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A no pitch is a pitch in baseball that is ruled to be not a ball, a strike or a balk.[1]

There are various reasons an umpire would rule a no pitch. A home plate umpire not in a ready position to call a ball or strike may call a no pitch. If an umpire believes the batter is not ready or if the batter is not in the batter's box, a no pitch may also be called. A no pitch is usually ruled if any umpire calls time while a pitch is being delivered.

One of the most famous no pitch calls was when ten-time All-Star Randy Johnson hit a bird with a pitch. The ball was near the plate when it hit a flying bird. After the pitch hit the bird, the ball was ruled dead. The bird was also ruled dead. This no pitch call is so well known that there are more Google search results for "Randy Johnson bird" than there are for "Randy Johnson baseball."[2]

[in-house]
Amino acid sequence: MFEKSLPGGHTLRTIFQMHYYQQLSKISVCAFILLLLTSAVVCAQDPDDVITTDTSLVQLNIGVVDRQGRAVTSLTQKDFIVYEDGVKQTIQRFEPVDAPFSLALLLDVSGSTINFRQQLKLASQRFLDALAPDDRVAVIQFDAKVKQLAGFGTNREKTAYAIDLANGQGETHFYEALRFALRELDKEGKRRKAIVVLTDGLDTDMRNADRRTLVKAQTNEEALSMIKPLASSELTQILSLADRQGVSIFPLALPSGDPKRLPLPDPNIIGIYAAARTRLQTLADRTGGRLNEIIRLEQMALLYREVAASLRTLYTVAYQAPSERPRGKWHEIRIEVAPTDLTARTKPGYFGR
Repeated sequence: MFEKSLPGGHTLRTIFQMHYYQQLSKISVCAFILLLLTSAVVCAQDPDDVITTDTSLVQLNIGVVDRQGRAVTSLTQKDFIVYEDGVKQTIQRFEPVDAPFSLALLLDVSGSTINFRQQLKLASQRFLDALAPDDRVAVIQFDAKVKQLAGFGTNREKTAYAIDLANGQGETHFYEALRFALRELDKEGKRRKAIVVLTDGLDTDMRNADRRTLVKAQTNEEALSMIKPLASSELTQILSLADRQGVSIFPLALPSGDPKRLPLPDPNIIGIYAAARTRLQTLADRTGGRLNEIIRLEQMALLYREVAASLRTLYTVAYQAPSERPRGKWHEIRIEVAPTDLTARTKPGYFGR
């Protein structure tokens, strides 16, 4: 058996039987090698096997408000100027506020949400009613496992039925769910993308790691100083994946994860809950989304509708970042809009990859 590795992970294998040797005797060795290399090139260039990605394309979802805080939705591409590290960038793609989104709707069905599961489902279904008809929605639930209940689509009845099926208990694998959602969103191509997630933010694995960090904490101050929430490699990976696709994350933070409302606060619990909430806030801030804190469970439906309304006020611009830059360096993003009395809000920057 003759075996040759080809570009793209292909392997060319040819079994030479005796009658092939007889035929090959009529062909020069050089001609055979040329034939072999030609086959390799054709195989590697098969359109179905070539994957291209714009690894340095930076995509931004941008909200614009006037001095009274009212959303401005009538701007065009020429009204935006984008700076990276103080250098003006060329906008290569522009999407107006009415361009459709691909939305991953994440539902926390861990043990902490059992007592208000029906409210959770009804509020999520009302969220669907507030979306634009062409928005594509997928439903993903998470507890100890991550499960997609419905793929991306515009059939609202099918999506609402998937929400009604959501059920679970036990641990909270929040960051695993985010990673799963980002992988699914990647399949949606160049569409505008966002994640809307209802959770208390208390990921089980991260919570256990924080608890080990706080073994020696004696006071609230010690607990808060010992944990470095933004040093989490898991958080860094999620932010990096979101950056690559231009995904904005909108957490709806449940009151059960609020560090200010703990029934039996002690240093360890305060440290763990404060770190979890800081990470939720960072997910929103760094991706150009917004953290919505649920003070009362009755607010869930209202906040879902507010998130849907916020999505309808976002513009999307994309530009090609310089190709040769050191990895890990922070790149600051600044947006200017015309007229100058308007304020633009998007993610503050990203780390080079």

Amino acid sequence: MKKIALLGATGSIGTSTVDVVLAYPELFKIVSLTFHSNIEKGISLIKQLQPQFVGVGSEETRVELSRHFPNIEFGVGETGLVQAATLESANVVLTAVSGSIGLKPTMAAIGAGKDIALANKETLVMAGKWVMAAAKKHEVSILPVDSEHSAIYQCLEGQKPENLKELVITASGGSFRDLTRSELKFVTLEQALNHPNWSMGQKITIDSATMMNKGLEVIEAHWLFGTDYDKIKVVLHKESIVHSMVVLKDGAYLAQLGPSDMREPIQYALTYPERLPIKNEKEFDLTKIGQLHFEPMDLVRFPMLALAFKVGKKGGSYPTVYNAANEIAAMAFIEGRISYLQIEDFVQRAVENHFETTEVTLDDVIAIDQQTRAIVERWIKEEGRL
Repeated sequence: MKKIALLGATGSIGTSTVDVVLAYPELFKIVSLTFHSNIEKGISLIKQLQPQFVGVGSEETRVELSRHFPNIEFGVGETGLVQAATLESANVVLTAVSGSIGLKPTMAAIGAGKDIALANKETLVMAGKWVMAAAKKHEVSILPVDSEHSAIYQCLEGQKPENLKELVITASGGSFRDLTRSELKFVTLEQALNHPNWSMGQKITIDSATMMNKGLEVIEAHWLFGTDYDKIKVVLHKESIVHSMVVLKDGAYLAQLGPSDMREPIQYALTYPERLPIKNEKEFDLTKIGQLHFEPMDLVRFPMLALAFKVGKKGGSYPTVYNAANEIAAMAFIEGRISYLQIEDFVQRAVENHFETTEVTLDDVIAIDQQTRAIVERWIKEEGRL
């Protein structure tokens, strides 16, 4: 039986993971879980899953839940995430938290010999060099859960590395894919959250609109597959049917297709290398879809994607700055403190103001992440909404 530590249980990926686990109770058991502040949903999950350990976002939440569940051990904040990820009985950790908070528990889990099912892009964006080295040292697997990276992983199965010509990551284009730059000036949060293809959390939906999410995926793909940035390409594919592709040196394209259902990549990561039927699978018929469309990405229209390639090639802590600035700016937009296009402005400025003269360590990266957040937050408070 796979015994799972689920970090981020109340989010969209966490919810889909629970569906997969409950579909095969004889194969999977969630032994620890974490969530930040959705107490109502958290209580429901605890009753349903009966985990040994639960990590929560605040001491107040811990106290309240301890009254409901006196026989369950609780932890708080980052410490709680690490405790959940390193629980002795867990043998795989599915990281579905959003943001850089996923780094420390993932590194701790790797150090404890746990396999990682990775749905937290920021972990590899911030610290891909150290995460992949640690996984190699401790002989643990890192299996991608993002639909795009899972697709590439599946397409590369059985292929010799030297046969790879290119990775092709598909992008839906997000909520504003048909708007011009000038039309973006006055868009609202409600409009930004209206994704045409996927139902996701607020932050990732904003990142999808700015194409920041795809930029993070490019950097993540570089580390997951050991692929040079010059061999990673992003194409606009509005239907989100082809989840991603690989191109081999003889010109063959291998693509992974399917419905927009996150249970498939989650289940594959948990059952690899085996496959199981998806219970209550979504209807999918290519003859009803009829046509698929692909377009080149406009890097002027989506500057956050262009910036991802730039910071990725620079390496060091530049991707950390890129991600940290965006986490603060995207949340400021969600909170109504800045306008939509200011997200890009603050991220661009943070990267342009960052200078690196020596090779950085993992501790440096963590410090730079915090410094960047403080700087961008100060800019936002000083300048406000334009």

ReferencesEdit

  1. ^ Joe Morgan, Richard Lally (2011), Baseball For Dummies, ISBN 1118054377, The umpire's call whenever he rules that a pitch is neither a ball nor a strike, usually because the pitcher released the ball after the umpire called timeout.
  2. ^ Landers, Chris. "Let's remember the time Randy Johnson accidentally drilled a bird with a fastball". mlb.com. Retrieved 16 March 2018.